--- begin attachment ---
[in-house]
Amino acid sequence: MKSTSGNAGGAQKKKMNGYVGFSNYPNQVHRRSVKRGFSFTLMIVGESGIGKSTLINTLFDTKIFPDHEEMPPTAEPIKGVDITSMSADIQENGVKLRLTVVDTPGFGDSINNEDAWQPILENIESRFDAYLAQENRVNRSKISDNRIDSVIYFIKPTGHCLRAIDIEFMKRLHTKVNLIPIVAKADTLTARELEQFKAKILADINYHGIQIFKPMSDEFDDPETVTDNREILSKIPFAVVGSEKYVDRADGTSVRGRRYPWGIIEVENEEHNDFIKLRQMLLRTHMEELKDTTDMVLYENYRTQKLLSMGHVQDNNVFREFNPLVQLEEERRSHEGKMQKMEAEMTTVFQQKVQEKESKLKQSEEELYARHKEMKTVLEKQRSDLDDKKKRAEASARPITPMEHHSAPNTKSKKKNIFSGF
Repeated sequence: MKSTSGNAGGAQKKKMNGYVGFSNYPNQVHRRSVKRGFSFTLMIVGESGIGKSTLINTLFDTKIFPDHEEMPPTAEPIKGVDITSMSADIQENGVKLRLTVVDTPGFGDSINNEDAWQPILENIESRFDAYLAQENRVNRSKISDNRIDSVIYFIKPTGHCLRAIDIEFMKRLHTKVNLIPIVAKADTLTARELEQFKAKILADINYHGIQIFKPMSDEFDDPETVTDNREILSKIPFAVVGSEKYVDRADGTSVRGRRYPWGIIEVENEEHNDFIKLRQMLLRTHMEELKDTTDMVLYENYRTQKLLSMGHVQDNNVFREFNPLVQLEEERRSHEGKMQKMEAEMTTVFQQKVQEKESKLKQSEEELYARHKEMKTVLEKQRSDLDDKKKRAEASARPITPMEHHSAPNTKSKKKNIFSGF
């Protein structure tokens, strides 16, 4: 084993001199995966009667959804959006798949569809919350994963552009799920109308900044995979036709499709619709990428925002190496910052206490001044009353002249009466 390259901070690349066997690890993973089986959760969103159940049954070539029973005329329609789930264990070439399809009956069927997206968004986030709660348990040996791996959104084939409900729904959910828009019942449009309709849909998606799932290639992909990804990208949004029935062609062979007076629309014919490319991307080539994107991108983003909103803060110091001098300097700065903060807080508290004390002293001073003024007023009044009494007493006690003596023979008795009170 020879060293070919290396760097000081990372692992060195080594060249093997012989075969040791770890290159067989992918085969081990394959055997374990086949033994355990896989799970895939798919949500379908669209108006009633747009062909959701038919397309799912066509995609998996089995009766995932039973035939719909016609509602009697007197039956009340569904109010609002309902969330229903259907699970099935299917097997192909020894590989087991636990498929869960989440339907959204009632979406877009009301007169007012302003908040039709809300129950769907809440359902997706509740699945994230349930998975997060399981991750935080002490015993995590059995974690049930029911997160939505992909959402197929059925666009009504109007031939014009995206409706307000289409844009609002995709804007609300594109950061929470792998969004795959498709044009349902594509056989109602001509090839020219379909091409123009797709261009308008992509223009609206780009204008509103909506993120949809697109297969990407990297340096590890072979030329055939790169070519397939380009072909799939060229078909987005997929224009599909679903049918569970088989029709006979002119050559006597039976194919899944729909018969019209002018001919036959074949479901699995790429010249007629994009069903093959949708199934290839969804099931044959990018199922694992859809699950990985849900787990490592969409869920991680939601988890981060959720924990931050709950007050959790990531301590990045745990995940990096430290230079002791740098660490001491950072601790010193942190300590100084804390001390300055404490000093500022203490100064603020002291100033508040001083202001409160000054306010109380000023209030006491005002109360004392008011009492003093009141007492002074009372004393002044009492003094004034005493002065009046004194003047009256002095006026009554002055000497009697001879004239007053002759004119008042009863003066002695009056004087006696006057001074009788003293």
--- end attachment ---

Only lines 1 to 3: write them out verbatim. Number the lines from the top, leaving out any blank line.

[in-house]
Amino acid sequence: MKSTSGNAGGAQKKKMNGYVGFSNYPNQVHRRSVKRGFSFTLMIVGESGIGKSTLINTLFDTKIFPDHEEMPPTAEPIKGVDITSMSADIQENGVKLRLTVVDTPGFGDSINNEDAWQPILENIESRFDAYLAQENRVNRSKISDNRIDSVIYFIKPTGHCLRAIDIEFMKRLHTKVNLIPIVAKADTLTARELEQFKAKILADINYHGIQIFKPMSDEFDDPETVTDNREILSKIPFAVVGSEKYVDRADGTSVRGRRYPWGIIEVENEEHNDFIKLRQMLLRTHMEELKDTTDMVLYENYRTQKLLSMGHVQDNNVFREFNPLVQLEEERRSHEGKMQKMEAEMTTVFQQKVQEKESKLKQSEEELYARHKEMKTVLEKQRSDLDDKKKRAEASARPITPMEHHSAPNTKSKKKNIFSGF
Repeated sequence: MKSTSGNAGGAQKKKMNGYVGFSNYPNQVHRRSVKRGFSFTLMIVGESGIGKSTLINTLFDTKIFPDHEEMPPTAEPIKGVDITSMSADIQENGVKLRLTVVDTPGFGDSINNEDAWQPILENIESRFDAYLAQENRVNRSKISDNRIDSVIYFIKPTGHCLRAIDIEFMKRLHTKVNLIPIVAKADTLTARELEQFKAKILADINYHGIQIFKPMSDEFDDPETVTDNREILSKIPFAVVGSEKYVDRADGTSVRGRRYPWGIIEVENEEHNDFIKLRQMLLRTHMEELKDTTDMVLYENYRTQKLLSMGHVQDNNVFREFNPLVQLEEERRSHEGKMQKMEAEMTTVFQQKVQEKESKLKQSEEELYARHKEMKTVLEKQRSDLDDKKKRAEASARPITPMEHHSAPNTKSKKKNIFSGF